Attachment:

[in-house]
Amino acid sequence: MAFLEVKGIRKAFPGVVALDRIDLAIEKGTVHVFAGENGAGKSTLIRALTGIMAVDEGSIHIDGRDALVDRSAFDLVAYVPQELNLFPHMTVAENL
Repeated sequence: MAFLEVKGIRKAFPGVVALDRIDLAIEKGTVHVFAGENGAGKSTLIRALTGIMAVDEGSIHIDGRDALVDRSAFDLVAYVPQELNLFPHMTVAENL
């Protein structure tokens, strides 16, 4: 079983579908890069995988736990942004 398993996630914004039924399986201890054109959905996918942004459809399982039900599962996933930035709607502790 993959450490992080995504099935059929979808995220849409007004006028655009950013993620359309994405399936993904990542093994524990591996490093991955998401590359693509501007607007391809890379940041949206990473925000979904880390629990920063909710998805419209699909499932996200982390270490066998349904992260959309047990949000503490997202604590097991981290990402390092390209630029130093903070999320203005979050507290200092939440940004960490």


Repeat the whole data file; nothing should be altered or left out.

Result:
[in-house]
Amino acid sequence: MAFLEVKGIRKAFPGVVALDRIDLAIEKGTVHVFAGENGAGKSTLIRALTGIMAVDEGSIHIDGRDALVDRSAFDLVAYVPQELNLFPHMTVAENL
Repeated sequence: MAFLEVKGIRKAFPGVVALDRIDLAIEKGTVHVFAGENGAGKSTLIRALTGIMAVDEGSIHIDGRDALVDRSAFDLVAYVPQELNLFPHMTVAENL
């Protein structure tokens, strides 16, 4: 079983579908890069995988736990942004 398993996630914004039924399986201890054109959905996918942004459809399982039900599962996933930035709607502790 993959450490992080995504099935059929979808995220849409007004006028655009950013993620359309994405399936993904990542093994524990591996490093991955998401590359693509501007607007391809890379940041949206990473925000979904880390629990920063909710998805419209699909499932996200982390270490066998349904992260959309047990949000503490997202604590097991981290990402390092390209630029130093903070999320203005979050507290200092939440940004960490």